Lockton discusses the importance of management liability

By Anita Jaynes on 1 September, 2015

Abigail Breary, assistant vice president at Lockton Bristol discusses the importance of management liability.

The Bristol office of Lockton works across Wiltshire and the South West supporting businesses of all sizes and sectors.

As brokers we are acutely aware that it is never our place to tell our clients how to run their businesses or how to spend their money. However, we strive always to act as trusted advisers and remember that it is our primary role to advise clients as to the risks presented and how to mitigate and/or transfer these risks. Often purchasing an insurance policy is the best solution but then it is our role to ensure that we can design the right programme and negotiate the right deals for our clients.

An area where we are often engaged in debate with clients is in respect to the personal liabilities which management face in their capacity as directors and officers. It may surprise you to know that the liability of an individual director or indeed a manager or supervisor is unlimited if pursued personally for exposures that emanate from their business life. Furthermore a company’s Limited Liability status does not protect or limit their liability in this regard.

Individuals (directors/officers/partners/members) can be pursued for a variety of actions most commonly arising from allegations relevant to:

  • Breach of Health & Safety Policy
  • Financial Mismanagement
  • Employment Law

We must stress that actions can arise from any allegation no matter how spurious and as Employment Law is a procedure dominated environment, it is possible for a claim to succeed due to the business falling foul of procedure and believing that they have essentially done nothing wrong.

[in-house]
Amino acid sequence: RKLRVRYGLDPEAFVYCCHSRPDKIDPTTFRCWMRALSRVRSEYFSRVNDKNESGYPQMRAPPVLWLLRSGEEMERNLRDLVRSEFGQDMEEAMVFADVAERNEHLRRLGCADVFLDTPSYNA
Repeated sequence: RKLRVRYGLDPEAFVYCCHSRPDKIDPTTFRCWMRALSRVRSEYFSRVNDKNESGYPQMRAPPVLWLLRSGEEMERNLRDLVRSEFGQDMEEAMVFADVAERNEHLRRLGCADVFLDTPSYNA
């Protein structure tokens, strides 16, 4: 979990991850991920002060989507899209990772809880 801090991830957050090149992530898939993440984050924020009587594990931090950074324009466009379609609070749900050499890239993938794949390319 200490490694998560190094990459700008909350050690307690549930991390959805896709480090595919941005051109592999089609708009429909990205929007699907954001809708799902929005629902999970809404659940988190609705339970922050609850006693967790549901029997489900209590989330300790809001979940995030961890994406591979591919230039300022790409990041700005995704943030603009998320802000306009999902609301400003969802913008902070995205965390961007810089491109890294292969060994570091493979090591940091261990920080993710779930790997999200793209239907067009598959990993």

Despite the relatively low cost of management liability insurances such as directors and officers liability and employment practices liability, it is staggering how often we speak with clients and management teams where this has not been arranged or indeed thoroughly explained.

A common challenge we encounter when we cite claims examples or potential scenarios that could lead to allegations and subsequent litigation is “That won’t happen to us” and then the explanation goes on to reference many years of trading, no history of any disputes, loyal staff who feel part of the “business family” and so on. However, we need to remember that it is a very different world today than in years gone by, litigation is far more commonplace and legal advice and the ability to initiate proceedings are far easier to access.

The statistic which highlights this best is that according to the Department for Communities and Local Government there were 17,152 non-residential fires in the UK for 2013-14 whereas according to statistics published by the Ministry of Justice, the number of employment tribunals for the same period topped 20,000. Bearing this in mind it would be inconceivable for a business to fail to insure their buildings and assets against fire; however, management teams are frequently omitting to protect themselves against litigation from employment disputes. In an age of ever increasing legal costs and frequency of litigation the risk to a business’ P&L is significant. The average award for unfair dismissal and discrimination (various forms) is almost £12,000 and the legal costs which can be significant are in addition to this. It is our belief that businesses and individuals are either naive to the exposure or taking unnecessary risk.

Abigail Breary MA (Cantab), Dip CII

Assistant Vice President

Lockton Companies LLP

0117 906 5004


Many of the claim examples mentioned above may also be subject to the company reimbursement as permitted by the articles / Memorandum of association. Statistics as published by Ministry of Justice and Department for Communities and Local Government